Don’t Wait for it to Become Addiction

addict passed out after drug use

Many of us have a friend who drinks a little too much or maybe a family member you hear is smoking pot daily or using cocaine on the weekends. Is there something you can do to help these people?

Most people find it uncomfortable to confront a friend or family member’s alcohol or drug use. The confrontation rarely goes well, and you may feel that saying something will not really do any good and could injure the friendship or family relationship. Some people even subscribe to the idea that all young people experiment or it’s just “a phase” or “rite of passage” they are going through.

The truth is, for many people, drug use progresses to some level of addiction whether gradual or overnight. That is the nature of drugs and even alcohol—the more you use, your tolerance builds up and the more of the drug you need to get the same high. And if you quit using it, withdrawal and cravings kick in. Before you know it, you’re caught in the grip of full-blown addiction.

If You Wait to See if it Gets Worse, It Might be Too Late

When someone is addicted to a drug or alcohol—particularly with drugs such as opioids—getting the day’s drug is more important than anything else in their life. A person will work very hard to hide their addiction in order to keep people from interfering. If it’s gotten to the point that you suspect something, it’s probably worse than you think.

Early Intervention Can Mean an Easier Recovery

The heavier the addiction, the harder it is to overcome. So the time to act is when you first suspect a problem. Now, those are easy words to say, but anyone who has tried to help an addict knows that an offer of assistance is rarely welcomed. Most of the time, you are faced with denial and sometimes outright anger or blame. This is a common reaction and is part of the battle to try to get someone help.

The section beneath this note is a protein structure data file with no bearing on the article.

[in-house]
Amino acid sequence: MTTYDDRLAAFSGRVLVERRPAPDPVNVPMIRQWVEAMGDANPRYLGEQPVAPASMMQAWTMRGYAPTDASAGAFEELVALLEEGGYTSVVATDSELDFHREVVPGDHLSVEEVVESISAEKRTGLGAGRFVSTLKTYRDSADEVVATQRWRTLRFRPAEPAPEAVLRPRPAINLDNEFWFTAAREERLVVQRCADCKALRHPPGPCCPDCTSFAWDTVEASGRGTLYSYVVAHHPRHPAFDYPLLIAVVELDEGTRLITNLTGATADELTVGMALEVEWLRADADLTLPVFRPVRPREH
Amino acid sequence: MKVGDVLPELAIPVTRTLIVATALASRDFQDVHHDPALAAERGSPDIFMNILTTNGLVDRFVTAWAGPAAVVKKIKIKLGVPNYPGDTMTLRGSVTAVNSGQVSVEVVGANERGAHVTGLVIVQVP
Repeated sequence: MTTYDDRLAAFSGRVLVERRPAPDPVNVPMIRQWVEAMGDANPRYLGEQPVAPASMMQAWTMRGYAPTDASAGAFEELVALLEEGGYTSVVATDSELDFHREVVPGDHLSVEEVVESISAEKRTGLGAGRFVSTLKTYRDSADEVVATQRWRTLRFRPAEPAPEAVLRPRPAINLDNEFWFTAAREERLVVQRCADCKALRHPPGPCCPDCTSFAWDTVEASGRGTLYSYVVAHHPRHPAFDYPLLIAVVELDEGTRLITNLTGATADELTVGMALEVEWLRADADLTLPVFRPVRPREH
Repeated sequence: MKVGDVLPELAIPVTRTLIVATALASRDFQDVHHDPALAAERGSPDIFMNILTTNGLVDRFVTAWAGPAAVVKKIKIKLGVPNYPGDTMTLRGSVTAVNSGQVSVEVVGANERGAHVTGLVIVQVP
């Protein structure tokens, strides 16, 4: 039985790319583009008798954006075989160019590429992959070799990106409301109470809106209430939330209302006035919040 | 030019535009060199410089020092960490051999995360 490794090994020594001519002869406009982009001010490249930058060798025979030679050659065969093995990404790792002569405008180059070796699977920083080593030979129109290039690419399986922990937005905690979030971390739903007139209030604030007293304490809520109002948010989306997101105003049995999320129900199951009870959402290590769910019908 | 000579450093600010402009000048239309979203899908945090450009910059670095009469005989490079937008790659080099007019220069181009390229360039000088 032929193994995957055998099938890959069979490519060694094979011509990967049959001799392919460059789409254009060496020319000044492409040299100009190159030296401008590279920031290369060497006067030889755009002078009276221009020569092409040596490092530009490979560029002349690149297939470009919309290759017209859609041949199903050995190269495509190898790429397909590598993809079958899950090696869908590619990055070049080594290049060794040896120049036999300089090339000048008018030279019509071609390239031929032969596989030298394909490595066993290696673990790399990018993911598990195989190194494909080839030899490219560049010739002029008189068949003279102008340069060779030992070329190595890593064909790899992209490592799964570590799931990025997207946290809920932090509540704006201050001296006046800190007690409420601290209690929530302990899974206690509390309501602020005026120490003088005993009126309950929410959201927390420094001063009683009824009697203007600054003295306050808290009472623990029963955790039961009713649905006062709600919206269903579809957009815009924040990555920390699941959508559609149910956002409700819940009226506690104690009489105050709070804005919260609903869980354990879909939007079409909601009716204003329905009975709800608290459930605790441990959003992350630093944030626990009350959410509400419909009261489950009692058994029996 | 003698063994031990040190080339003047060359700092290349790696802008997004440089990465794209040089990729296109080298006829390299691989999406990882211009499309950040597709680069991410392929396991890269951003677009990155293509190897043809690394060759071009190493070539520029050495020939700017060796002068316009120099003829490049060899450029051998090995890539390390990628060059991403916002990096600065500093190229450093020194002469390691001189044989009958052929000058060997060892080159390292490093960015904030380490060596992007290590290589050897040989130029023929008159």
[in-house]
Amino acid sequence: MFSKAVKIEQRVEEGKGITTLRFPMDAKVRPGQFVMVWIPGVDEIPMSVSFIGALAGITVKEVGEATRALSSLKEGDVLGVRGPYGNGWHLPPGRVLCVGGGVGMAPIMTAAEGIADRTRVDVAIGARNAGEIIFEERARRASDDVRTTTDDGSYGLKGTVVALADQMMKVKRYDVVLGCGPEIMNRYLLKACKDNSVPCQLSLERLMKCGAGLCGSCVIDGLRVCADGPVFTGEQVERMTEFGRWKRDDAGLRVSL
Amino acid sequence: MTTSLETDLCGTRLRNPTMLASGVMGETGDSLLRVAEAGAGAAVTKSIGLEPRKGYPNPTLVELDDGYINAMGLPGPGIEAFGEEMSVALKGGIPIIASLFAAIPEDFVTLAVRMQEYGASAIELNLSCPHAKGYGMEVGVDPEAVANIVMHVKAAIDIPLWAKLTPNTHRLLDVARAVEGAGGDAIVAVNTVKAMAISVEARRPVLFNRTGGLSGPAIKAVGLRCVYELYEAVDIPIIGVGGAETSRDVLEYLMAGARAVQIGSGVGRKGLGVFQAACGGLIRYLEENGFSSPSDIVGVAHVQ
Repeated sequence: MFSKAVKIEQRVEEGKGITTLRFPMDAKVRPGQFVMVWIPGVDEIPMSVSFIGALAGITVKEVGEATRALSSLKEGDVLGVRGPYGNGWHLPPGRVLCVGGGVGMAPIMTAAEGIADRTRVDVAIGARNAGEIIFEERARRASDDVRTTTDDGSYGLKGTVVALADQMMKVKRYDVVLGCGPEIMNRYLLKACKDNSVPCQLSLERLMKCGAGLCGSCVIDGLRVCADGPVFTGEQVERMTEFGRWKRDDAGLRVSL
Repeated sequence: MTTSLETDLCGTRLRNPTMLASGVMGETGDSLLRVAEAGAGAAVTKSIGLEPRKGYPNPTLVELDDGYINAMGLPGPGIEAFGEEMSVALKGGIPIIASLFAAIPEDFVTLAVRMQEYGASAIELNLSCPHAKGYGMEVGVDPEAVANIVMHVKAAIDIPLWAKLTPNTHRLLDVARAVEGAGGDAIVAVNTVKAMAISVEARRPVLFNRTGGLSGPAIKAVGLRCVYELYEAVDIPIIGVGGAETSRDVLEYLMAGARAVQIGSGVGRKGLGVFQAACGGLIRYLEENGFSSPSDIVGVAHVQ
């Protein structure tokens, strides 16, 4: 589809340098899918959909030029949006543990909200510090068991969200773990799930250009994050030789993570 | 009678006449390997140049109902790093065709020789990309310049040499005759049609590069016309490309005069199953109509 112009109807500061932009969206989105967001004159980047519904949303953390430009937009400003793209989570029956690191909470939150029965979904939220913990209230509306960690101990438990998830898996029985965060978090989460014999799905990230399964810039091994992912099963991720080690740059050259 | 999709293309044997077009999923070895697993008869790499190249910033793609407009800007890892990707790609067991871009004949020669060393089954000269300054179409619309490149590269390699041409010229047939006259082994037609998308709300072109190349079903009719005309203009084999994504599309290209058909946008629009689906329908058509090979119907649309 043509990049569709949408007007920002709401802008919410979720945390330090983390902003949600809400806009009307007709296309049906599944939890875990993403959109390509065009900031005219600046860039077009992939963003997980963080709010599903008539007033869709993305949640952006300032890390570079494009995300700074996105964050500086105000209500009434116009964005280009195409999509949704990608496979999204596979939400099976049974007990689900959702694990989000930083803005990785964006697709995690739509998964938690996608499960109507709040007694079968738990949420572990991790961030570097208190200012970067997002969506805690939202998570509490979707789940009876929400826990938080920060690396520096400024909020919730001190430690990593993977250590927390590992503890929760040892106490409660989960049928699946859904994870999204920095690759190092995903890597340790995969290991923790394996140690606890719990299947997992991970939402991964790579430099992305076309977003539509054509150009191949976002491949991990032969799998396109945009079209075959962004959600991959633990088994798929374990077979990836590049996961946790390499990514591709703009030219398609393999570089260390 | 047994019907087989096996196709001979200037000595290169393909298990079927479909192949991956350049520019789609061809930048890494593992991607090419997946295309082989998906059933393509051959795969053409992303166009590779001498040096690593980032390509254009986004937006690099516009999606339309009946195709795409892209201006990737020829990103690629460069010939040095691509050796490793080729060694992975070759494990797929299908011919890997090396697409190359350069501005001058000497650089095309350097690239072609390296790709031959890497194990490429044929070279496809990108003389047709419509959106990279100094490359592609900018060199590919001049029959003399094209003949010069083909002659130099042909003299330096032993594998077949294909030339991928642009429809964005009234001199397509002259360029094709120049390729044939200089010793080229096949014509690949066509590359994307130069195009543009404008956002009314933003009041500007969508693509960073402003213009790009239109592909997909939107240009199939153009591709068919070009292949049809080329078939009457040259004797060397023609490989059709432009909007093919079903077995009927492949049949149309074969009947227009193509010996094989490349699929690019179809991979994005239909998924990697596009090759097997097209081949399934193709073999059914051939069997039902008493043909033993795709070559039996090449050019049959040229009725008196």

Not Sure What to Do?

How do you bring up the subject. Where do you start?

1. Try to catch them when they are likely to be fully sober. 

Or as sober as possible. And choose a location where you won’t be distracted or disturbed.

2. Be prepared for them to be evasive, hostile, or dishonest.

Very, very few people will admit the problem right off the bat. They may blame you for some imagined or long-gone fault. Anything to throw you off the scent. You will have to patiently outlast an unreasoning or irrational response from that person. Remember that at heart, they know exactly what you are talking about and they don’t want to participate in drug or alcohol use that’s harming themselves. But they have lost their power to choose another path. That’s where you come in.

3. Don’t be accusative.

Approach the whole subject from the viewpoint of wanting to help them rather than taking the opportunity to point out all their faults. Leave their faults and mistakes for some other time.

4. Invite their participation and communication.

Ask them how they have been doing. Listen patiently. The more you let them talk about themselves and how they are doing, the more open they may be to accepting your ideas.

5. When you start asking them about alcohol or drug use, be specific.

Come into this conversation with specifics on when they had problems related to their drug or alcohol use. Be very sure you do not exaggerate any of these incidents because that would give them an excuse to blow out of the conversation.

All you’re trying to do is give them the encouragement they need to really look at the harm that’s been happening and admit that they could use some help. At that point, don’t pounce. Gently offer to help. Tell them about any resources you’ve found and perhaps you can offer to visit them together.

It’s a delicate subject—one that’s even tough for professionals. If you don’t succeed the first time, don’t give up, you know this person needs help. Be gentle, be caring and be persistent.

If at any time you need help with someone who’s addicted, give us a call.


Sue Birkenshaw

Sue has worked in the addiction field with the Narconon network for three decades. She has developed and administered drug prevention programs worldwide and worked with numerous drug rehabilitation centers over the years. Sue is also a fine artist and painter, who enjoys traveling the world which continues to provide unlimited inspiration for her work. You can follow Sue on Twitter, or connect with her on LinkedIn.